While every Purchase Green customer has unique goals for their artificial grass installation project, pretty much every customer shares at least one thing in common – they want their grass to be wrinkle-free. Often, simply letting the grass rest for a few hours in the warm sun will take care of any wrinkles, but sometimes artificial grass may need an extra kick to really smooth things out. That’s where the carpet kicker comes in.

The carpet kicker, as you may have deduced, originated in the carpet installation business. In many respects, artificial grass is essentially an outdoor carpet and the rationale for using a carpet kicker is the same…namely, to make the finished installation look great. So, how do you use a carpet kicker and how does it work?

Well, the first thing to know is that you don’t actually kick a carpet kicker, at least not with your foot. Rather, you use your knee to “kick” the padded end of the device. This is why they’re also referred to as a “knee kicker” or “carpet stretcher”. At the opposite end from the pad is a square-ish plate with little metal teeth facing down. These teeth grip the artificial grass, and while holding the carpet kicker shaft, a user then performs a knee kick into the pad. The result of this action stretches the grass in the direction of the kick.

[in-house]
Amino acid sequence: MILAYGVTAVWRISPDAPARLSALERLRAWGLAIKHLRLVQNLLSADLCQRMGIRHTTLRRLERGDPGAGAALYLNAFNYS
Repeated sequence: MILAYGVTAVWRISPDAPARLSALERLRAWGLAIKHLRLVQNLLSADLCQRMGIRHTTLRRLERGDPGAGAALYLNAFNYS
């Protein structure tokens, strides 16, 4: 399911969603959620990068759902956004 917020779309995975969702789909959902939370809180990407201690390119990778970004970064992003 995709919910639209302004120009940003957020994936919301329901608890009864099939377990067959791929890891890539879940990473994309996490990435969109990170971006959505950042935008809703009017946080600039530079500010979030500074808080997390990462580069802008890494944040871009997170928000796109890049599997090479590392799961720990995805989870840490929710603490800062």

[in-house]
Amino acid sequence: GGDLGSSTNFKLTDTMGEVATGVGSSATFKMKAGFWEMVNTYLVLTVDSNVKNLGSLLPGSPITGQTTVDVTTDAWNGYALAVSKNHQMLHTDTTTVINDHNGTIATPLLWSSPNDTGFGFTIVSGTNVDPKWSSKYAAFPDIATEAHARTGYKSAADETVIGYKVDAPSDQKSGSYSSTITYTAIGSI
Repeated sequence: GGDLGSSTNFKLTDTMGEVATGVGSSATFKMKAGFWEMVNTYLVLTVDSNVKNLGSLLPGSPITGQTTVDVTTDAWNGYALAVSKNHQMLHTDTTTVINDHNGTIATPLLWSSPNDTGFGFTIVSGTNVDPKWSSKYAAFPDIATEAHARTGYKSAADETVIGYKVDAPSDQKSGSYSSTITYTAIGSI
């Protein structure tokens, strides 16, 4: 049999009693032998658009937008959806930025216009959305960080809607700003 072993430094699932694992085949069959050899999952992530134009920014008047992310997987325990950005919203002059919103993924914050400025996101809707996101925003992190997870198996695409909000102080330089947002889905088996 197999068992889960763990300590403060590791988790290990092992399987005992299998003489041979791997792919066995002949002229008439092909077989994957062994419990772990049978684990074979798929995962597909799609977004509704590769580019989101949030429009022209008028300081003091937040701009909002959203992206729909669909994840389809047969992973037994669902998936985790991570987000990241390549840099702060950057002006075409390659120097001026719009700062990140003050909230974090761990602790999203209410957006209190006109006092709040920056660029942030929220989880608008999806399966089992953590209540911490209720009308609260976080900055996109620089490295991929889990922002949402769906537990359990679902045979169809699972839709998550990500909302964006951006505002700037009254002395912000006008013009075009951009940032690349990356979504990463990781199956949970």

Stretching in this fashion is useful for smoothing out smaller wrinkles and for expertly lining up pieces of grass that are to be seamed together. Typically, when a piece of artificial grass that is going to be seamed needs to be stretched, the installer (or you) will crawl along the length of the grass while using the kicker every “step” to stretch the grass and bring it closer to the other piece to which it is to be seamed. After each kick, the grass is nailed to the sub-base to ensure the wrinkle(s) don’t return. Stretching the grass to butt up closely to a finished edge, such as a driveway or patio, is very similar. While crawling along the edge that is coming up short, use the kicker to inch it a bit closer and add nails to keep it in place.

Keep in mind a carpet kicker can’t correct poorly measured or inaccurately cut grass. Rather, it is a tool intended to make very small changes that, left unattended, would otherwise impact the overall appearance of the finished installation.